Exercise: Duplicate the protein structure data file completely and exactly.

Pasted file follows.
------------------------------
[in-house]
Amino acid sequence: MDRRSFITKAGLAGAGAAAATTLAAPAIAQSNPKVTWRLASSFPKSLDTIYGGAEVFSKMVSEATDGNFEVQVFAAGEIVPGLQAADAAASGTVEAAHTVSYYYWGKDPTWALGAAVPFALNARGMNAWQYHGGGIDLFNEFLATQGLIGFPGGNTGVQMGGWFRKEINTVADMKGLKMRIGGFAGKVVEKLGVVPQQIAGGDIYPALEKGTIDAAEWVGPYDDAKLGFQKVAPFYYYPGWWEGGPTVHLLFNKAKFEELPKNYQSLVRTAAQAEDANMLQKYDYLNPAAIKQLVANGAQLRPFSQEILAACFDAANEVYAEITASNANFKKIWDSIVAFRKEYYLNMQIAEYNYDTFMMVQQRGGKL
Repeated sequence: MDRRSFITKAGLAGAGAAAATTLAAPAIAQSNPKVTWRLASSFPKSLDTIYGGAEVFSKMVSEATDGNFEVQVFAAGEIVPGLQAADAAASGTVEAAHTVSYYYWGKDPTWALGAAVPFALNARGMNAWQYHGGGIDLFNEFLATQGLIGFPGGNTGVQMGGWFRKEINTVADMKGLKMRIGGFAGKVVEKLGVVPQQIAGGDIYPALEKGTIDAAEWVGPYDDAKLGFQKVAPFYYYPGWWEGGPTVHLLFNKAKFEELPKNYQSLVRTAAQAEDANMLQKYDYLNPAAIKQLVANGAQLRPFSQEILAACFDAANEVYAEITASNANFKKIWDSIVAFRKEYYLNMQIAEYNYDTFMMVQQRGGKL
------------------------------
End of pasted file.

[in-house]
Amino acid sequence: MDRRSFITKAGLAGAGAAAATTLAAPAIAQSNPKVTWRLASSFPKSLDTIYGGAEVFSKMVSEATDGNFEVQVFAAGEIVPGLQAADAAASGTVEAAHTVSYYYWGKDPTWALGAAVPFALNARGMNAWQYHGGGIDLFNEFLATQGLIGFPGGNTGVQMGGWFRKEINTVADMKGLKMRIGGFAGKVVEKLGVVPQQIAGGDIYPALEKGTIDAAEWVGPYDDAKLGFQKVAPFYYYPGWWEGGPTVHLLFNKAKFEELPKNYQSLVRTAAQAEDANMLQKYDYLNPAAIKQLVANGAQLRPFSQEILAACFDAANEVYAEITASNANFKKIWDSIVAFRKEYYLNMQIAEYNYDTFMMVQQRGGKL
Repeated sequence: MDRRSFITKAGLAGAGAAAATTLAAPAIAQSNPKVTWRLASSFPKSLDTIYGGAEVFSKMVSEATDGNFEVQVFAAGEIVPGLQAADAAASGTVEAAHTVSYYYWGKDPTWALGAAVPFALNARGMNAWQYHGGGIDLFNEFLATQGLIGFPGGNTGVQMGGWFRKEINTVADMKGLKMRIGGFAGKVVEKLGVVPQQIAGGDIYPALEKGTIDAAEWVGPYDDAKLGFQKVAPFYYYPGWWEGGPTVHLLFNKAKFEELPKNYQSLVRTAAQAEDANMLQKYDYLNPAAIKQLVANGAQLRPFSQEILAACFDAANEVYAEITASNANFKKIWDSIVAFRKEYYLNMQIAEYNYDTFMMVQQRGGKL